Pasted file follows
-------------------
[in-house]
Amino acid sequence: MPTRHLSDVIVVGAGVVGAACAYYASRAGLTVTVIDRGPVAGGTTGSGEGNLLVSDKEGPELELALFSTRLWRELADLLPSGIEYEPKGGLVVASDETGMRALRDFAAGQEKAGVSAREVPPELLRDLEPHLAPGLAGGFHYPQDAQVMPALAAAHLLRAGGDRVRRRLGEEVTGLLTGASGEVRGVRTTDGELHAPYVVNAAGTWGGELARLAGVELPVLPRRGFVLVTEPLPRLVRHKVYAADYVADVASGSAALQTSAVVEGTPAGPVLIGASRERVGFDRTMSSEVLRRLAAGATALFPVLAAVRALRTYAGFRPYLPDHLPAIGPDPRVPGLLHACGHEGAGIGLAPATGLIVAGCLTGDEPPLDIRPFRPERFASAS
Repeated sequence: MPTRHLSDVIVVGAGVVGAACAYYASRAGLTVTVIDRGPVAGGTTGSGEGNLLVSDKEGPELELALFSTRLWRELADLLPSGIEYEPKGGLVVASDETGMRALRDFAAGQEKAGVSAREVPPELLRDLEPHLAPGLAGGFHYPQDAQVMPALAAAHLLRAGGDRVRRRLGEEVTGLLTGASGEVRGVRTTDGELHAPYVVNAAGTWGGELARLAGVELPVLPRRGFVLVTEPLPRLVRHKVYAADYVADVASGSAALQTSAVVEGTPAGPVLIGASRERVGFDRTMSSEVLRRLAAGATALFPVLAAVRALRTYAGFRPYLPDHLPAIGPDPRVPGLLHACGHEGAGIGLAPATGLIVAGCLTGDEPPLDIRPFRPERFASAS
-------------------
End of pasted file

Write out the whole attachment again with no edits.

[in-house]
Amino acid sequence: MPTRHLSDVIVVGAGVVGAACAYYASRAGLTVTVIDRGPVAGGTTGSGEGNLLVSDKEGPELELALFSTRLWRELADLLPSGIEYEPKGGLVVASDETGMRALRDFAAGQEKAGVSAREVPPELLRDLEPHLAPGLAGGFHYPQDAQVMPALAAAHLLRAGGDRVRRRLGEEVTGLLTGASGEVRGVRTTDGELHAPYVVNAAGTWGGELARLAGVELPVLPRRGFVLVTEPLPRLVRHKVYAADYVADVASGSAALQTSAVVEGTPAGPVLIGASRERVGFDRTMSSEVLRRLAAGATALFPVLAAVRALRTYAGFRPYLPDHLPAIGPDPRVPGLLHACGHEGAGIGLAPATGLIVAGCLTGDEPPLDIRPFRPERFASAS
Repeated sequence: MPTRHLSDVIVVGAGVVGAACAYYASRAGLTVTVIDRGPVAGGTTGSGEGNLLVSDKEGPELELALFSTRLWRELADLLPSGIEYEPKGGLVVASDETGMRALRDFAAGQEKAGVSAREVPPELLRDLEPHLAPGLAGGFHYPQDAQVMPALAAAHLLRAGGDRVRRRLGEEVTGLLTGASGEVRGVRTTDGELHAPYVVNAAGTWGGELARLAGVELPVLPRRGFVLVTEPLPRLVRHKVYAADYVADVASGSAALQTSAVVEGTPAGPVLIGASRERVGFDRTMSSEVLRRLAAGATALFPVLAAVRALRTYAGFRPYLPDHLPAIGPDPRVPGLLHACGHEGAGIGLAPATGLIVAGCLTGDEPPLDIRPFRPERFASAS